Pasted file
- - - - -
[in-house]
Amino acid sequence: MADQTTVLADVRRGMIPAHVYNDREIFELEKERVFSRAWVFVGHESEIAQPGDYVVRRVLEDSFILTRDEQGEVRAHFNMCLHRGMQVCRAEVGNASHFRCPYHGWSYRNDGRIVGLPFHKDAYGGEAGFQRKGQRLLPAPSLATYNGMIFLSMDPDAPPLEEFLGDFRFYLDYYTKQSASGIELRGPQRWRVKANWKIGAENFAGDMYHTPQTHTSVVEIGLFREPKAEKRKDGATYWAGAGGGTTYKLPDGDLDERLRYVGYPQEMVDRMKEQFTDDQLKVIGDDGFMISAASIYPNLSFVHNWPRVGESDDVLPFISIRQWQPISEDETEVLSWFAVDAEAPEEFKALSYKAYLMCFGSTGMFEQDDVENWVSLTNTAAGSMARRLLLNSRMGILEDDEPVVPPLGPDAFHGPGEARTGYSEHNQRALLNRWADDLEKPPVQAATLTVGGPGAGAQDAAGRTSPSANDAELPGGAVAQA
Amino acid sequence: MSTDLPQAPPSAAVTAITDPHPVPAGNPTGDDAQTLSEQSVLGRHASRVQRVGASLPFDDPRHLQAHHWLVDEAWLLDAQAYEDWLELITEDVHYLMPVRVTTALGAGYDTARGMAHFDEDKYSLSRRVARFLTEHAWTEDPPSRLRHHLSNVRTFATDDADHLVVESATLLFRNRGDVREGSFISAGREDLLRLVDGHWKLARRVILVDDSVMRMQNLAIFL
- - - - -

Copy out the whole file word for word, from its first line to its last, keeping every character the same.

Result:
[in-house]
Amino acid sequence: MADQTTVLADVRRGMIPAHVYNDREIFELEKERVFSRAWVFVGHESEIAQPGDYVVRRVLEDSFILTRDEQGEVRAHFNMCLHRGMQVCRAEVGNASHFRCPYHGWSYRNDGRIVGLPFHKDAYGGEAGFQRKGQRLLPAPSLATYNGMIFLSMDPDAPPLEEFLGDFRFYLDYYTKQSASGIELRGPQRWRVKANWKIGAENFAGDMYHTPQTHTSVVEIGLFREPKAEKRKDGATYWAGAGGGTTYKLPDGDLDERLRYVGYPQEMVDRMKEQFTDDQLKVIGDDGFMISAASIYPNLSFVHNWPRVGESDDVLPFISIRQWQPISEDETEVLSWFAVDAEAPEEFKALSYKAYLMCFGSTGMFEQDDVENWVSLTNTAAGSMARRLLLNSRMGILEDDEPVVPPLGPDAFHGPGEARTGYSEHNQRALLNRWADDLEKPPVQAATLTVGGPGAGAQDAAGRTSPSANDAELPGGAVAQA
Amino acid sequence: MSTDLPQAPPSAAVTAITDPHPVPAGNPTGDDAQTLSEQSVLGRHASRVQRVGASLPFDDPRHLQAHHWLVDEAWLLDAQAYEDWLELITEDVHYLMPVRVTTALGAGYDTARGMAHFDEDKYSLSRRVARFLTEHAWTEDPPSRLRHHLSNVRTFATDDADHLVVESATLLFRNRGDVREGSFISAGREDLLRLVDGHWKLARRVILVDDSVMRMQNLAIFL